Plans -- which developers say are far from set in stone -- include preserving the historic buildings of the northern half of the project, but starting fresh with new buildings on the southern half.
“At the same time, we want to bring it into the 21st century, and offer new choices in housing types, mobility, ways to get around, walking, biking, share cars, green technologies, and building, and infrastructure,” said architect Doug Farr. “On one hand, it'll be like it was. And on the other hand, it'll be brand new.”
Developers say the green space -- now hidden beneath inches of snow -- on the northern half, along with its access to the river, deserves to be celebrated and shared with the community. The housing on the northern side will be modernized, and inviting to a mix of income levels.
“The challenge here is we've got rehabbed public housing buildings,” said Sandberg. “So how do you give an incentive for somebody who has an option to live anywhere essentially to move into a former public housing building? So we think that it's important to have a critical mass of unrestricted units, and to make this place really special.”
“I liken it to a jelly donut. Inside the jelly donut is the great reward, the sweet stuff. And so what we’ve got here at Lathrop is our open space. Our great lawn is inside a big block,” said Farr. “So we need to make that jelly donut filling so attractive to people that they will come from neighborhoods around here, and from this entire part of the city, to come and visit and feel part of Lathrop.”
Among the issues being debated are plans for a high-rise building on the southern end of Lathrop to increase the property's density to 1,200 units. But Ald. Scott Waguespack (32nd), whose district includes a small portion of Lathrop, sent a letter to the Chicago Housing Authority just last week, detailing why he opposes the "iconic tower" of an unspecified height, because it’s inappropriate relative to the surrounding community, rising costs of high rise construction, and the impact it might have on the amount of units at the site.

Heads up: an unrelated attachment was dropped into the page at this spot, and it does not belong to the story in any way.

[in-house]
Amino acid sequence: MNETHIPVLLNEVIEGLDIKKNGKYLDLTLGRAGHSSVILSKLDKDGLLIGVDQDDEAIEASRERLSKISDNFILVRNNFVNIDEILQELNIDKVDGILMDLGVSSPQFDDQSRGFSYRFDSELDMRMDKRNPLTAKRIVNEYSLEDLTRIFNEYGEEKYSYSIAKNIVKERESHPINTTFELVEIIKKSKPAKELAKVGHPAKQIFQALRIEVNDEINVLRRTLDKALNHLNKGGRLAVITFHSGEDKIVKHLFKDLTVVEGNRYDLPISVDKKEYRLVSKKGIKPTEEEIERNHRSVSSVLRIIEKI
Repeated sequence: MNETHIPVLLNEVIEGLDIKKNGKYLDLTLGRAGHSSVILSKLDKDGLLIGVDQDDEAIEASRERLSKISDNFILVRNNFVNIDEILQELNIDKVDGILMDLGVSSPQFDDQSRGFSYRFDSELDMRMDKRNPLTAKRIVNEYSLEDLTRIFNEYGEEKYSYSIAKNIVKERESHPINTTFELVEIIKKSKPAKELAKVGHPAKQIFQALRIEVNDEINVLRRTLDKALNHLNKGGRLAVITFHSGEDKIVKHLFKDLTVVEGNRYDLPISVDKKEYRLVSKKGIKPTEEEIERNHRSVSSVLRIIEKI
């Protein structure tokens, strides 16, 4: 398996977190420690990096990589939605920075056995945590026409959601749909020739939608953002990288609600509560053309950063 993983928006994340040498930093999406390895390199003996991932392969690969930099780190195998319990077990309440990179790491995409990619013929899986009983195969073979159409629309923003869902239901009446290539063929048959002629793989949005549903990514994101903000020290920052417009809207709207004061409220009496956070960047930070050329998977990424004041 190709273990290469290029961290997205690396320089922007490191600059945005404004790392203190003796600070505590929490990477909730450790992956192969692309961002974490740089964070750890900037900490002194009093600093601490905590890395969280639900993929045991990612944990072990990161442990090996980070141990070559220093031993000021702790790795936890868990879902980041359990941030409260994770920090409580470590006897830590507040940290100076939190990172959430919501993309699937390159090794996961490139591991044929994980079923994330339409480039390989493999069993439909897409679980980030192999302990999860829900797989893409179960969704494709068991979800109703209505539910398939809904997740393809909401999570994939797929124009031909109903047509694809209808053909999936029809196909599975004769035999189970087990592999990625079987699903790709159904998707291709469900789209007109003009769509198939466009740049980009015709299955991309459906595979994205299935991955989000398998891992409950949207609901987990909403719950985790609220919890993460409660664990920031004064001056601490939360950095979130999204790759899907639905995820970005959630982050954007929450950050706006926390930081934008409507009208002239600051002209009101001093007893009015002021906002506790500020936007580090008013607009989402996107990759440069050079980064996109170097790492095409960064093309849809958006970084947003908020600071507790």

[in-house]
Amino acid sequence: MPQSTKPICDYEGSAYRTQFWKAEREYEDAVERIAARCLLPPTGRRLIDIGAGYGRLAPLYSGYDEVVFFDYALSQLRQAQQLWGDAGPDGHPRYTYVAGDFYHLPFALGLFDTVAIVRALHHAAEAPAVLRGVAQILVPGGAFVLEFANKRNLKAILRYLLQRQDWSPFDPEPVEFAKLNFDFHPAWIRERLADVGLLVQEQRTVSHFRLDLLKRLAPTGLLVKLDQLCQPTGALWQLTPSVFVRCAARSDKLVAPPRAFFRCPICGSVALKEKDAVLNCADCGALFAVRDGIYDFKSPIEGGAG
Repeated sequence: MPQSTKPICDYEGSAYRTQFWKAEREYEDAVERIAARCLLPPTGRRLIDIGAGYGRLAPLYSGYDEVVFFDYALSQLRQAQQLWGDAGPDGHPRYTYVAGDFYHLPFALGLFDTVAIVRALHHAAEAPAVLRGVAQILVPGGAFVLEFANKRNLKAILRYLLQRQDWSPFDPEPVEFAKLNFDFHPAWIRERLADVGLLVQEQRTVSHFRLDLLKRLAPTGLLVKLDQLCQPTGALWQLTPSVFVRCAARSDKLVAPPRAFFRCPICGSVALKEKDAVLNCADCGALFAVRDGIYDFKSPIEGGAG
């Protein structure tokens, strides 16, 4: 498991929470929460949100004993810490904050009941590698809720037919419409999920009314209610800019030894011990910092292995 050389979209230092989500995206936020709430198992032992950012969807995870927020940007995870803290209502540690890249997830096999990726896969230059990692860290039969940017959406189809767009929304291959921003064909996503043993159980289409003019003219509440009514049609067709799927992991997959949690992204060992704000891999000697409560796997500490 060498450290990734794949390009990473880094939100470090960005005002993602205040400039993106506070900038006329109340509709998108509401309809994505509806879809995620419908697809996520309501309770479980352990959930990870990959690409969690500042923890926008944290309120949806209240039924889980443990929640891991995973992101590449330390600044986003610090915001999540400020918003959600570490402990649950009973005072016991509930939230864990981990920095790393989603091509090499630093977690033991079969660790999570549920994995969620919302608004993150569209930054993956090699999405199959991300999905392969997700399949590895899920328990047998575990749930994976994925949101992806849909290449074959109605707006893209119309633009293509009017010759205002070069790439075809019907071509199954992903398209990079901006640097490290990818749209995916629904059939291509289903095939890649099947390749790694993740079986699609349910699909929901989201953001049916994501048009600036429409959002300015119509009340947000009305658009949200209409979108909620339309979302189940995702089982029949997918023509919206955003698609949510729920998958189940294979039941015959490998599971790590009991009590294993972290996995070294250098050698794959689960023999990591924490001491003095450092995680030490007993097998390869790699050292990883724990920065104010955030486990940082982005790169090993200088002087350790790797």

Urban planning experts warn that sometime the success of mixed income housing can be spotty. For now, a public process continues.
“We feel that the success of this site is going to be to bring it back as a vital, vibrant community to connect it to the surrounding neighborhood,” said Sandberg. “We think that turning this into a public park with improvements to the riverfront to draw people in; ultimately, it's not just going to be about the buildings. It really isn't ultimately about the buildings, it's about the people who live here and the people who live in the neighborhood.”
Developers hope building plans will be approved by the city this year for construction to begin in the next.
In a statement, the Chicago Housing Authority says the final plan for Lathrop Homes is still in its early stages, but that it will include input from residents, aldermen, housing advocates, preservationists and planning experts.
CHA also says the new plan will intend to make Lathrop a quality mixed-income community and a model for sustainable development while preserving its architectural heritage.